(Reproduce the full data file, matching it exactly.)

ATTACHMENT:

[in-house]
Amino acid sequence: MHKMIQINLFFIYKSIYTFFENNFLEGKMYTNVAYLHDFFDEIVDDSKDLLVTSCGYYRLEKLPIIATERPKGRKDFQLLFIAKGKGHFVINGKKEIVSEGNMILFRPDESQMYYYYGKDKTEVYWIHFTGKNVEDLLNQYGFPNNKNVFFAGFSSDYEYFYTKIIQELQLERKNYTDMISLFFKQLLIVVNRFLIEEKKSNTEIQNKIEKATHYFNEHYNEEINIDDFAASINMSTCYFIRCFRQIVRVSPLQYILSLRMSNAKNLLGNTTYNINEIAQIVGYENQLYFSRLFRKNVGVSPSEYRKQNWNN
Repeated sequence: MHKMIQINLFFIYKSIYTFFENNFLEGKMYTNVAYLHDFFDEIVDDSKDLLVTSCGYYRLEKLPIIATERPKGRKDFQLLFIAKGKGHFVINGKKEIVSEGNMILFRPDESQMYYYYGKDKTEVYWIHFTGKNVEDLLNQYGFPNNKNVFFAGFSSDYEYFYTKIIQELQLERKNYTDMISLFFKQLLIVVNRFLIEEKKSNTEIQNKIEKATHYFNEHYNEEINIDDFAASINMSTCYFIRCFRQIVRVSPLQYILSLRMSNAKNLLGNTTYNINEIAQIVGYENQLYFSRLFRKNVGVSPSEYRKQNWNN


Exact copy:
[in-house]
Amino acid sequence: MHKMIQINLFFIYKSIYTFFENNFLEGKMYTNVAYLHDFFDEIVDDSKDLLVTSCGYYRLEKLPIIATERPKGRKDFQLLFIAKGKGHFVINGKKEIVSEGNMILFRPDESQMYYYYGKDKTEVYWIHFTGKNVEDLLNQYGFPNNKNVFFAGFSSDYEYFYTKIIQELQLERKNYTDMISLFFKQLLIVVNRFLIEEKKSNTEIQNKIEKATHYFNEHYNEEINIDDFAASINMSTCYFIRCFRQIVRVSPLQYILSLRMSNAKNLLGNTTYNINEIAQIVGYENQLYFSRLFRKNVGVSPSEYRKQNWNN
Repeated sequence: MHKMIQINLFFIYKSIYTFFENNFLEGKMYTNVAYLHDFFDEIVDDSKDLLVTSCGYYRLEKLPIIATERPKGRKDFQLLFIAKGKGHFVINGKKEIVSEGNMILFRPDESQMYYYYGKDKTEVYWIHFTGKNVEDLLNQYGFPNNKNVFFAGFSSDYEYFYTKIIQELQLERKNYTDMISLFFKQLLIVVNRFLIEEKKSNTEIQNKIEKATHYFNEHYNEEINIDDFAASINMSTCYFIRCFRQIVRVSPLQYILSLRMSNAKNLLGNTTYNINEIAQIVGYENQLYFSRLFRKNVGVSPSEYRKQNWNN